The hack and leak of Colin Powell’s emails have brought with them a national conversation about journalistic ethics. At stake are the competing responsibilities for journalists to respect privacy on the one hand, and to inform the public of relevant ongoings on the other.
Powell’s emails, ostensibly hacked and leaked by Russian government forces, revealed incendiary comments about both Donald Trump and Hillary Clinton. Known for maintaining a reserved and diplomatic approach, the indiscreet tone of Powell’s emails had the appeal of an unearthed and long suspected truth.
The news media responded to the leaked emails by plastering their content on talk shows and websites, accompanied by expert commentary and in depth political analyses. Line by line, readers, viewers, and listeners learned, with a sense of excitement and validation, what Colin Powell “really thinks.”
The leak itself exemplifies a privacy violation that Helen Nissenbaum calls a breach of contextual integrity. Powell wrote the emails in the context of informal communication between he and trusted individuals. The leak ripped the emails from that personal context and displaced them into public view. Powell’s emails were an expression of political opinion, the leak turned them into political commentary.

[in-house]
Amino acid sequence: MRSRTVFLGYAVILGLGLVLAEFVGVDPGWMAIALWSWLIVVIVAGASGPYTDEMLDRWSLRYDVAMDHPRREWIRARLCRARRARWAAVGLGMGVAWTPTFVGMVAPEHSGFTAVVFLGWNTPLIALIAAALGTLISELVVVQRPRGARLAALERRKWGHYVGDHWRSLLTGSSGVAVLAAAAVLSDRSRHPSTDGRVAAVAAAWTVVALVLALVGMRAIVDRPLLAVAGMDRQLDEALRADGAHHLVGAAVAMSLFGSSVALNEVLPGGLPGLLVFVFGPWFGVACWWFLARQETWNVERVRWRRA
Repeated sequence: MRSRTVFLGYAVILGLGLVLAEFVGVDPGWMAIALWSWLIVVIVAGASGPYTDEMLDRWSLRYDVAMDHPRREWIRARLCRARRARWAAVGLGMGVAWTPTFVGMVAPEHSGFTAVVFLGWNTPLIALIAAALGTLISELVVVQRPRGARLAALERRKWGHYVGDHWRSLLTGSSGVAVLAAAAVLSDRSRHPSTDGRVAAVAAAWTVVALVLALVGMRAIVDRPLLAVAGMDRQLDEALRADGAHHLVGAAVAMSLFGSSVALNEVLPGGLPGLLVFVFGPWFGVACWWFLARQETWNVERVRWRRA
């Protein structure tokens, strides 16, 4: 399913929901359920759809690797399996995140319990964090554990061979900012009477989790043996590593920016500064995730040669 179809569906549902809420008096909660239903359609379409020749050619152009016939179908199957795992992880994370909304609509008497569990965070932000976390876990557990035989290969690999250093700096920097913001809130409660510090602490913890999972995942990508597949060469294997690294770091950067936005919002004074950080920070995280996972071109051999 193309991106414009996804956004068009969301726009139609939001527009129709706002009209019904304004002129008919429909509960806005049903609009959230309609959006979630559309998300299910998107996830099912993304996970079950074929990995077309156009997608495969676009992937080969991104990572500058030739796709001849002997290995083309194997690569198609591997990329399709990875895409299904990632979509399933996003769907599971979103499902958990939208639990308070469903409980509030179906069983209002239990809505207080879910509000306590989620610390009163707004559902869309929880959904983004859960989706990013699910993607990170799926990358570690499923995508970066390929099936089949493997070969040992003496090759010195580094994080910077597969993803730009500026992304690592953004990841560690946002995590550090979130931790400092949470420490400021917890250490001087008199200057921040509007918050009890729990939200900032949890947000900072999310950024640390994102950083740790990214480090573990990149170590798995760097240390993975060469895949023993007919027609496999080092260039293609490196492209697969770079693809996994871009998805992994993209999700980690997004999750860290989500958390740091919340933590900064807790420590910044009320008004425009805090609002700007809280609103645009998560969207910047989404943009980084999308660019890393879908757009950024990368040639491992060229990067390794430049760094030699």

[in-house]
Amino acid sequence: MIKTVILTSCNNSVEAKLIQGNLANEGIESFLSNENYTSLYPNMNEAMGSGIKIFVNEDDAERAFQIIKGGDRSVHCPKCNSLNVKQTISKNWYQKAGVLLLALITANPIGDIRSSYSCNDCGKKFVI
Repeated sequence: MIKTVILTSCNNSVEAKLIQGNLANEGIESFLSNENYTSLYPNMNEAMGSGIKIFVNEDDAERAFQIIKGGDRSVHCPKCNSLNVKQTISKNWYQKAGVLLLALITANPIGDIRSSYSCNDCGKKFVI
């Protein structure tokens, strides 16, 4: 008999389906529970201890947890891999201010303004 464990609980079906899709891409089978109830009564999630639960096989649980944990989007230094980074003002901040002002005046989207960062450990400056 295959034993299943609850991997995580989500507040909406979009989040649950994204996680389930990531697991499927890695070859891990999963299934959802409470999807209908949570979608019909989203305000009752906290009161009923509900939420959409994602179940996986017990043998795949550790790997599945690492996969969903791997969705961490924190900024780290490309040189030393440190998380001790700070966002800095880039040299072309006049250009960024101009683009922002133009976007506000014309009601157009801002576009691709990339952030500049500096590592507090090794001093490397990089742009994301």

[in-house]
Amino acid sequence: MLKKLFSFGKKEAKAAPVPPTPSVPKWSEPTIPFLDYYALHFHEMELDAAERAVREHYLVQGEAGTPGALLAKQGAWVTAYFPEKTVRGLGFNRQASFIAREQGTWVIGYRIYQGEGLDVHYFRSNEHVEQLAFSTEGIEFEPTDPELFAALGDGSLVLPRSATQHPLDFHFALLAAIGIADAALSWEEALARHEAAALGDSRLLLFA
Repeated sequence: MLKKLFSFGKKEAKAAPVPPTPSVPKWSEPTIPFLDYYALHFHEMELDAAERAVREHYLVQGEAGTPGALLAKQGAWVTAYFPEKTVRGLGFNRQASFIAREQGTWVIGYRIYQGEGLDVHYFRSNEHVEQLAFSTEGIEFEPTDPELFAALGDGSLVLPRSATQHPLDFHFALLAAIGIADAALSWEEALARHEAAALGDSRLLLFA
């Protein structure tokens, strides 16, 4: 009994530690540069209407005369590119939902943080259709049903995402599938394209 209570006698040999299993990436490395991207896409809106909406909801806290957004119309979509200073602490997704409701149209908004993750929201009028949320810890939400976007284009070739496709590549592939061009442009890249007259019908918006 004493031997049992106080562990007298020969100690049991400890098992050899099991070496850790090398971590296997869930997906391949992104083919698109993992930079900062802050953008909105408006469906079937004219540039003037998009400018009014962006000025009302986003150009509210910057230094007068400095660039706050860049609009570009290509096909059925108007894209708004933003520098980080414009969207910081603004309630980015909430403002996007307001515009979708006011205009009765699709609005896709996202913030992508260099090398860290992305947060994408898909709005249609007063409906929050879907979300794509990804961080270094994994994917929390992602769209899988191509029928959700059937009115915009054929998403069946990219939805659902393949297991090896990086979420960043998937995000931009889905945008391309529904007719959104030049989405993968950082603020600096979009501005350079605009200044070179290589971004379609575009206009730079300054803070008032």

As the initial flurry over the leak began to settle, a telling meta-conversation emerged and continues to get play in the news cycle—a conversation by journalists, about journalistic ethics. At the center of the conversation is a question of the degree to which journalists exacerbated the breach of contextual integrity by publishing the emails and centralizing their content. This conversation was spearheaded by political commentator Dan Abrams, who apologized to Powell in a post on his political news site, Mediaite. Spreading the emails was unconscionable, Abrams acknowledged, and a generally unethical response to the initial privacy breach. Abrams’ public apology initiated a collective journalistic blush, in which the commentators who had pored over each line during their nightly newscasts and weekly op-eds offered a retrospective pause to consider if reporting on the emails was in fact an ethical decision. In these (late) moments of reflection, journalists articulated the grey area of their email reports, noted that sharing the email content did not meet the ethical ideal, but concluded that the emails were out there anyway, and so they may as well they had little choice but to report. Abrams, the original apologist, writes in his apologia post that his team ultimately reported on the emails first, because they were newsworthy and second, because not reporting would put them at a “competitive disadvantage.” Later, in an interview on CNN, Abrams and CNN’s Smerconish agreed that in the end, their journalistic duty required that they report on the emails due to the email’s status as “news,” and their jobs as journalists to report the news.